Vancouver 2010 for Playstation 3
Vancouver 2010 for XBOX 360

Friday, March 12, 2010

Contests: Recipe for a Good Start Contest

Win a $5,000 contribution to a 529 college plan for your child children in Ragu's Recipe for a Good Start Contest.

This recipe contest is open to legal residents of the U.S. who are 18 years of age or older and parents or legal guardians of a child under 18 years of age as of date of entry. The contest began March 1 and the deadline for entries is May 21, 2010.

Enter online by visiting the Contest Website, clicking on the promotion link, and completing all required registration information and submitting your recipe.

The winning recipe will be wholesome in ingredient content, have family appeal and will include/apply to the following:

At least one jar of Ragu.
  1. Eight (8) or less ingredients (one being at least one jar of Ragu) and each ingredient must be a commonly used/readily available item;
  2. Feed four (4) or more people;
  3. Prep and Cook time combined 30 minutes or less, unless cooking/baking is untended;
  4. A simple recipe, easy to make and fitting one of the following themes:
  • Time-Saving Convenience
  • Value Meal Ideas
  • Step-Saving Convenience
  • Italian Classics
  • 1-Dish Meals
Recipe must be named and all ingredients listed with exact U.S. measurements. Include complete directions, pan sizes, required utensils, timing, temperature, number of servings, and any other relevant information.

Three finalists will receive a 4-day/3-night trip for four to New York City to compete in a cooking show-down for the Grand Prize.

Ragu Traditional Pasta Sauce
Recipe for a Good Start Contest
Submit Your Contest

Thursday, March 11, 2010

Farmers Market Supply: Clear Deli Containers with Lids

Now available in Farmers Market Supply: Clear Deli Containers with Lids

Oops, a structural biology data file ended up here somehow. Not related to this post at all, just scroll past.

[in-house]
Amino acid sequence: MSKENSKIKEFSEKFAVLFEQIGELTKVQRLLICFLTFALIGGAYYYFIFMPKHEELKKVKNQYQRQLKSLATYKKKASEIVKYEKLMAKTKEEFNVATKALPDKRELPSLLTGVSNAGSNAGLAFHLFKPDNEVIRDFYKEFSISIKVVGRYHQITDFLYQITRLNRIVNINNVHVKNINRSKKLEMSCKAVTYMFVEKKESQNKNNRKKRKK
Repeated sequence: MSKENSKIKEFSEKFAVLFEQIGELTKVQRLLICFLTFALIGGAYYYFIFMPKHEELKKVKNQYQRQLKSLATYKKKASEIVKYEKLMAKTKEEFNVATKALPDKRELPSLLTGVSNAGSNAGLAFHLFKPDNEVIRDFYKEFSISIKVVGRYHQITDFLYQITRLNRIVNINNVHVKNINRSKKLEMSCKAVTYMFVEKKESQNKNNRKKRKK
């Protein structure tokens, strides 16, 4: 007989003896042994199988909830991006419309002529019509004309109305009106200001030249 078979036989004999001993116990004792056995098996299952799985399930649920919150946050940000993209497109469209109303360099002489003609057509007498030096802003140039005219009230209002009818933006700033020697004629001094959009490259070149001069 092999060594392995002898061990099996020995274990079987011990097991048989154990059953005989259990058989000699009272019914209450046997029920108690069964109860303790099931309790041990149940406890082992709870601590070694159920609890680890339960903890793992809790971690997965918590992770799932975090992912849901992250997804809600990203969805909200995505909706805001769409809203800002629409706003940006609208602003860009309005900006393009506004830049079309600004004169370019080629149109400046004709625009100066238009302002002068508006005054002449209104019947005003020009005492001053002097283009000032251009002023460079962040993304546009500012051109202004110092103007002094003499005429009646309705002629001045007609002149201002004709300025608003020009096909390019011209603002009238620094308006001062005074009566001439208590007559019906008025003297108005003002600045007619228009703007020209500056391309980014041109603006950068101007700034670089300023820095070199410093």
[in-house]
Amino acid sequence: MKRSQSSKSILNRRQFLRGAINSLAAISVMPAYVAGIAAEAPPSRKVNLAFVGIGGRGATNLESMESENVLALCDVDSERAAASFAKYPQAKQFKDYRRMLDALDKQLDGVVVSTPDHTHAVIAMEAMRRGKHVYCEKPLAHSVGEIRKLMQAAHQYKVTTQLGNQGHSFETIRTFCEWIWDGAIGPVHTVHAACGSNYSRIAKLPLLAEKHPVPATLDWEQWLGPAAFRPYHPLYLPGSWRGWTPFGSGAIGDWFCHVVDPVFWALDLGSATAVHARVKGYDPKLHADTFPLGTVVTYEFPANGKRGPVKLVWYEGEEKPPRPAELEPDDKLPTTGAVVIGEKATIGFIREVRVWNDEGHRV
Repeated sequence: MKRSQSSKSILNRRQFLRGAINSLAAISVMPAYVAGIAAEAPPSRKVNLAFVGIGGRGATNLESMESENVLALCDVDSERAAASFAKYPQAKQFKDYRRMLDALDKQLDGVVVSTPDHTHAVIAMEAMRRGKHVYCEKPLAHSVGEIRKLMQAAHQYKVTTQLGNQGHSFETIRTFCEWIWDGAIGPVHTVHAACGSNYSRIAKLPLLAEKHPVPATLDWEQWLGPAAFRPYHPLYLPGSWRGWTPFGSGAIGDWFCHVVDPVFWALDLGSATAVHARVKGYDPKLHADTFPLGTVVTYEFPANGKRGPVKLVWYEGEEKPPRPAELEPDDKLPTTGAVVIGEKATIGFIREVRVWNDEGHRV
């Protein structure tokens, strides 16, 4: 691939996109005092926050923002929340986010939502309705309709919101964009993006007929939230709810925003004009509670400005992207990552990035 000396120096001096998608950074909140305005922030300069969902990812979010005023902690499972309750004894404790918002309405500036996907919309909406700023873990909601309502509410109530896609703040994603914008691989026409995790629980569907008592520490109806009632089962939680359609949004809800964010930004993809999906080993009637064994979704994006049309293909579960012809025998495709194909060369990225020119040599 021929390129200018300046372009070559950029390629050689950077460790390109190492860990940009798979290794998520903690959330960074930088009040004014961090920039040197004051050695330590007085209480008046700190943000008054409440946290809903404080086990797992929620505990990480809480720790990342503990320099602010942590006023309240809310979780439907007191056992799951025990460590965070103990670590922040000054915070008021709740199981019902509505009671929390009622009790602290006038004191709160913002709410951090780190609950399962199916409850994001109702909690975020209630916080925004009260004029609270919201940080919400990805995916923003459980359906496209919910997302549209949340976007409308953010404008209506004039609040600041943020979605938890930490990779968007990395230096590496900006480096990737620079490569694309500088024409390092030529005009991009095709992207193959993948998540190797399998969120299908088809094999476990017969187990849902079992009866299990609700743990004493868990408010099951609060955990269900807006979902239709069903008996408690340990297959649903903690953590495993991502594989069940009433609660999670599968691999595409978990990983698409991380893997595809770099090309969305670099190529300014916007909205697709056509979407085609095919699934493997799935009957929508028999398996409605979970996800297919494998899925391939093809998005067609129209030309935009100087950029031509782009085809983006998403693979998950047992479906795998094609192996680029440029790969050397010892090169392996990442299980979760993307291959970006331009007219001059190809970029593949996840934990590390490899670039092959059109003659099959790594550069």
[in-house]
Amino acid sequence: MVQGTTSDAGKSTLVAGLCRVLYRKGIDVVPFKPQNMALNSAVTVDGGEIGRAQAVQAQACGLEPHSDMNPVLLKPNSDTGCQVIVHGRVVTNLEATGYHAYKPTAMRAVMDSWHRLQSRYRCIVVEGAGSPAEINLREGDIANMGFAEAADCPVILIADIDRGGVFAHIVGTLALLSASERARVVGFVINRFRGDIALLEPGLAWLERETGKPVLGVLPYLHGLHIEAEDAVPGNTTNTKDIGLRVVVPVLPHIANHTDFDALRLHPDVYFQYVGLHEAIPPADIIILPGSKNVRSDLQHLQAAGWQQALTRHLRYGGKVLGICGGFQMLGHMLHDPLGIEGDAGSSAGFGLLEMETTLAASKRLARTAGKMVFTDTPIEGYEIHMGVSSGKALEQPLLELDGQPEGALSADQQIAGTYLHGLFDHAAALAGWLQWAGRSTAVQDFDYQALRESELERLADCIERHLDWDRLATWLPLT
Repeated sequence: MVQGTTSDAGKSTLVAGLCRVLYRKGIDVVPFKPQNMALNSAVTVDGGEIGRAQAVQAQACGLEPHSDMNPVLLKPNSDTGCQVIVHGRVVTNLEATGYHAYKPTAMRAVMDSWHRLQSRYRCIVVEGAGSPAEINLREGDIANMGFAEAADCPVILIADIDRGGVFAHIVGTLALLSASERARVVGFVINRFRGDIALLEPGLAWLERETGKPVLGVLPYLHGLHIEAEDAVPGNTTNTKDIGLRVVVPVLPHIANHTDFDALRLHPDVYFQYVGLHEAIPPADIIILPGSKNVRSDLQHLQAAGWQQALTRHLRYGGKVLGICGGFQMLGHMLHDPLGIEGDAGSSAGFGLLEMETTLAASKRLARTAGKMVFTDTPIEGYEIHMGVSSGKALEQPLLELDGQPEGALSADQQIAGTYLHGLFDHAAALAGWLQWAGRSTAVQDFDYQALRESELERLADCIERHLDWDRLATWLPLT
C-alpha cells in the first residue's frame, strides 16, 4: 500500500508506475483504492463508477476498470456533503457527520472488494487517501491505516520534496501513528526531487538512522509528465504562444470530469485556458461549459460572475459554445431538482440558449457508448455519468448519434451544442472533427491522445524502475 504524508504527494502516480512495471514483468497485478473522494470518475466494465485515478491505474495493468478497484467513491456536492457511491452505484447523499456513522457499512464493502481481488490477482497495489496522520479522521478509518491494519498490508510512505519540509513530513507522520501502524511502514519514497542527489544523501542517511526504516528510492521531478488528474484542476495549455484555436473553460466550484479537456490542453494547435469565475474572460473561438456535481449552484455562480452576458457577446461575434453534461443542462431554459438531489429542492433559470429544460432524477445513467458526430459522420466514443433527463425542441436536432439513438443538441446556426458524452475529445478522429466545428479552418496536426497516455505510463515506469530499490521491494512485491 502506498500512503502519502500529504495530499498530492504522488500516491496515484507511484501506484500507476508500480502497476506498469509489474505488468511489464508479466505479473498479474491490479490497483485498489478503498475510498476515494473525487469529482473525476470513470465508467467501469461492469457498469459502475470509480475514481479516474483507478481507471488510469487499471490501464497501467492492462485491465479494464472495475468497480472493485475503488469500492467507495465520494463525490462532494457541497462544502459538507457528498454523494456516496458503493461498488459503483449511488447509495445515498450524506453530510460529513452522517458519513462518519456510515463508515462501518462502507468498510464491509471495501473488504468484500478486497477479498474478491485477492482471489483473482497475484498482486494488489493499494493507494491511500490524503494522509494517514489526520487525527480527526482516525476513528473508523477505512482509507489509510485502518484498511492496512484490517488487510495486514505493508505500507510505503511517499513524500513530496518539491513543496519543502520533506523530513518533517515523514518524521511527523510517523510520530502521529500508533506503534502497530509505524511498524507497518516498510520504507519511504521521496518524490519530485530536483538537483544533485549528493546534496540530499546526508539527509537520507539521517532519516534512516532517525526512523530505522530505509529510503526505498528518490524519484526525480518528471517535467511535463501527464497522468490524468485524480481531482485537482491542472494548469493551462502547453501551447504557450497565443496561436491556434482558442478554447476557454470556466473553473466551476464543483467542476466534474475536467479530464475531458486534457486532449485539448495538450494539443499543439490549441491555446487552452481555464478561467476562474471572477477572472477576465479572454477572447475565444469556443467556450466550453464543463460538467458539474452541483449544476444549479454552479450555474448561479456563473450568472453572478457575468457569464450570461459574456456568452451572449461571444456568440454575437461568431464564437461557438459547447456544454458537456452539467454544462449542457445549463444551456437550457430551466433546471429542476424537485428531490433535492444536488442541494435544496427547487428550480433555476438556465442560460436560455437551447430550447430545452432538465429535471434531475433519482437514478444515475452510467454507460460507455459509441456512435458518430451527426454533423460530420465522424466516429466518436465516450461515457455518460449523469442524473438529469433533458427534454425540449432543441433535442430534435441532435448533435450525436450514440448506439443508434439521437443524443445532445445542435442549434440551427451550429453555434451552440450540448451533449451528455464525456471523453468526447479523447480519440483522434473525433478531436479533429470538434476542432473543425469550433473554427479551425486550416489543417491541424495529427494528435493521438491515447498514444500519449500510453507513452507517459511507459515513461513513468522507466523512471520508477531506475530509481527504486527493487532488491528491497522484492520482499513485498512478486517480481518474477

These clear plastic clamshell plastic containers with lids are ideal for packaging salad mixes, prepared meals, assorted veggies, baked goods and more.

Farmers Market Supply
add your product to Farmers Market Supply

Wednesday, March 10, 2010

Chocolate Covered Strawberries available from Wilmington, Delaware

Chocolate Covered Strawberries now available from Wilmington, Delaware

Custom fresh chocolate covered strawberries dipped and decorated for every occasion. Shipped Nationwide.

These are large chocolate covered long stem strawberries, with chocolate drizzle (contrasting colors of chocolate). The berries are each hand dipped the day they are shipped and never frozen. And only true gourmet chocolate with cocoa butter is used (no trans fats!).

This product is very perishable and must be shipped using overnight service to preserve freshness. The vendor ships Monday thru Thursday for next day delivery.

Contests: "Everyday Food: Fresh Flavor Fast" Book Contest

Copies of Martha Stewart Living Omnimedia's newest book, "Everyday Food: Fresh Flavor Fast." are being awarded to 20 contestants in its "Everyday Food: Fresh Flavor Fast" Book Contest.

Explain why you love Everyday Food in 150 words or less and submit with the title of your favorite Everyday Food recipe by March 15, 2010.

Include complete name, address, telephone number, and email address.